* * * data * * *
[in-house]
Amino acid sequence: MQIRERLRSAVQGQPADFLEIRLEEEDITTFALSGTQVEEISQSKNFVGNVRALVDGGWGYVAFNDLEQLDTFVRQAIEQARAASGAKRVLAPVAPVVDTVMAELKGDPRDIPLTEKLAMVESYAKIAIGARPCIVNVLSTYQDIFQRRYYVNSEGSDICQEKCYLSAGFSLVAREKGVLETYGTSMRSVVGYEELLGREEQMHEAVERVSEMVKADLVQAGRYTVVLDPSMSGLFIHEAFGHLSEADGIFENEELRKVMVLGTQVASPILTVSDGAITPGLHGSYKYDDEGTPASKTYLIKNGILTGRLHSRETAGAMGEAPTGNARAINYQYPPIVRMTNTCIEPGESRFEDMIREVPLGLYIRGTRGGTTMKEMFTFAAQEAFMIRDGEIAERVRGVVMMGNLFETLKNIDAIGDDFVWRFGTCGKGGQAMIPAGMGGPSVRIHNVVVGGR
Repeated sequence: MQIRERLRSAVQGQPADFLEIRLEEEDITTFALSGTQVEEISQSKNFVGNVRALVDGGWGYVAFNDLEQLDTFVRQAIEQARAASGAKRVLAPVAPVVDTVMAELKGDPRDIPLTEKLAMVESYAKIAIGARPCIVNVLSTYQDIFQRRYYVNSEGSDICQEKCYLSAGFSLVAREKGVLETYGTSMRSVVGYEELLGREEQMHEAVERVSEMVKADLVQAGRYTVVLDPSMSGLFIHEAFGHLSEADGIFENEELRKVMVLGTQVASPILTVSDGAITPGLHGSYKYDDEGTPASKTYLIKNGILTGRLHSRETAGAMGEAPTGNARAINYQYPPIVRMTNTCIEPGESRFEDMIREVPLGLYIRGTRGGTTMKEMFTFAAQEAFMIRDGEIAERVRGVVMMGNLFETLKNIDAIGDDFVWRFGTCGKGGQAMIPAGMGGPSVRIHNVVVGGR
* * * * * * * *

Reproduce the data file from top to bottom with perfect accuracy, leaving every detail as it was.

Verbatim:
[in-house]
Amino acid sequence: MQIRERLRSAVQGQPADFLEIRLEEEDITTFALSGTQVEEISQSKNFVGNVRALVDGGWGYVAFNDLEQLDTFVRQAIEQARAASGAKRVLAPVAPVVDTVMAELKGDPRDIPLTEKLAMVESYAKIAIGARPCIVNVLSTYQDIFQRRYYVNSEGSDICQEKCYLSAGFSLVAREKGVLETYGTSMRSVVGYEELLGREEQMHEAVERVSEMVKADLVQAGRYTVVLDPSMSGLFIHEAFGHLSEADGIFENEELRKVMVLGTQVASPILTVSDGAITPGLHGSYKYDDEGTPASKTYLIKNGILTGRLHSRETAGAMGEAPTGNARAINYQYPPIVRMTNTCIEPGESRFEDMIREVPLGLYIRGTRGGTTMKEMFTFAAQEAFMIRDGEIAERVRGVVMMGNLFETLKNIDAIGDDFVWRFGTCGKGGQAMIPAGMGGPSVRIHNVVVGGR
Repeated sequence: MQIRERLRSAVQGQPADFLEIRLEEEDITTFALSGTQVEEISQSKNFVGNVRALVDGGWGYVAFNDLEQLDTFVRQAIEQARAASGAKRVLAPVAPVVDTVMAELKGDPRDIPLTEKLAMVESYAKIAIGARPCIVNVLSTYQDIFQRRYYVNSEGSDICQEKCYLSAGFSLVAREKGVLETYGTSMRSVVGYEELLGREEQMHEAVERVSEMVKADLVQAGRYTVVLDPSMSGLFIHEAFGHLSEADGIFENEELRKVMVLGTQVASPILTVSDGAITPGLHGSYKYDDEGTPASKTYLIKNGILTGRLHSRETAGAMGEAPTGNARAINYQYPPIVRMTNTCIEPGESRFEDMIREVPLGLYIRGTRGGTTMKEMFTFAAQEAFMIRDGEIAERVRGVVMMGNLFETLKNIDAIGDDFVWRFGTCGKGGQAMIPAGMGGPSVRIHNVVVGGR